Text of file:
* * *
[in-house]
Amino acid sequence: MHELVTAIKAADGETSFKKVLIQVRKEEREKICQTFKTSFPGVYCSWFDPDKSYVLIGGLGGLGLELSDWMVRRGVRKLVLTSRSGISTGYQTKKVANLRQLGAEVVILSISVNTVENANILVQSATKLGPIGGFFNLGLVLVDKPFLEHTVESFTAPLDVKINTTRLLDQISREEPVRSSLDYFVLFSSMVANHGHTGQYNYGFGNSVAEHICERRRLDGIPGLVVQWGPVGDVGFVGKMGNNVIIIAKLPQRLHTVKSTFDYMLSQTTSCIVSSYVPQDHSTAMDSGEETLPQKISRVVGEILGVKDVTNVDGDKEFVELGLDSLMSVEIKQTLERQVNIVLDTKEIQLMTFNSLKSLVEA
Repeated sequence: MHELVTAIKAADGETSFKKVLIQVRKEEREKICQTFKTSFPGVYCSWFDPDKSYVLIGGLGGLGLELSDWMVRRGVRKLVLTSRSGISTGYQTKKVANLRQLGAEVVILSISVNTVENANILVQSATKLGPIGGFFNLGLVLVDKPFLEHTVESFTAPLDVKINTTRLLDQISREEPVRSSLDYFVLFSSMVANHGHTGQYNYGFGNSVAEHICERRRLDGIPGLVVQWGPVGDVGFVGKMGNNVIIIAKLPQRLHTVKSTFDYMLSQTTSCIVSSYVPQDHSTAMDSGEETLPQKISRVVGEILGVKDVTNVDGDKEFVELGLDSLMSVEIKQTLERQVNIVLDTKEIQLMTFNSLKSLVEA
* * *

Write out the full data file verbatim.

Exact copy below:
[in-house]
Amino acid sequence: MHELVTAIKAADGETSFKKVLIQVRKEEREKICQTFKTSFPGVYCSWFDPDKSYVLIGGLGGLGLELSDWMVRRGVRKLVLTSRSGISTGYQTKKVANLRQLGAEVVILSISVNTVENANILVQSATKLGPIGGFFNLGLVLVDKPFLEHTVESFTAPLDVKINTTRLLDQISREEPVRSSLDYFVLFSSMVANHGHTGQYNYGFGNSVAEHICERRRLDGIPGLVVQWGPVGDVGFVGKMGNNVIIIAKLPQRLHTVKSTFDYMLSQTTSCIVSSYVPQDHSTAMDSGEETLPQKISRVVGEILGVKDVTNVDGDKEFVELGLDSLMSVEIKQTLERQVNIVLDTKEIQLMTFNSLKSLVEA
Repeated sequence: MHELVTAIKAADGETSFKKVLIQVRKEEREKICQTFKTSFPGVYCSWFDPDKSYVLIGGLGGLGLELSDWMVRRGVRKLVLTSRSGISTGYQTKKVANLRQLGAEVVILSISVNTVENANILVQSATKLGPIGGFFNLGLVLVDKPFLEHTVESFTAPLDVKINTTRLLDQISREEPVRSSLDYFVLFSSMVANHGHTGQYNYGFGNSVAEHICERRRLDGIPGLVVQWGPVGDVGFVGKMGNNVIIIAKLPQRLHTVKSTFDYMLSQTTSCIVSSYVPQDHSTAMDSGEETLPQKISRVVGEILGVKDVTNVDGDKEFVELGLDSLMSVEIKQTLERQVNIVLDTKEIQLMTFNSLKSLVEA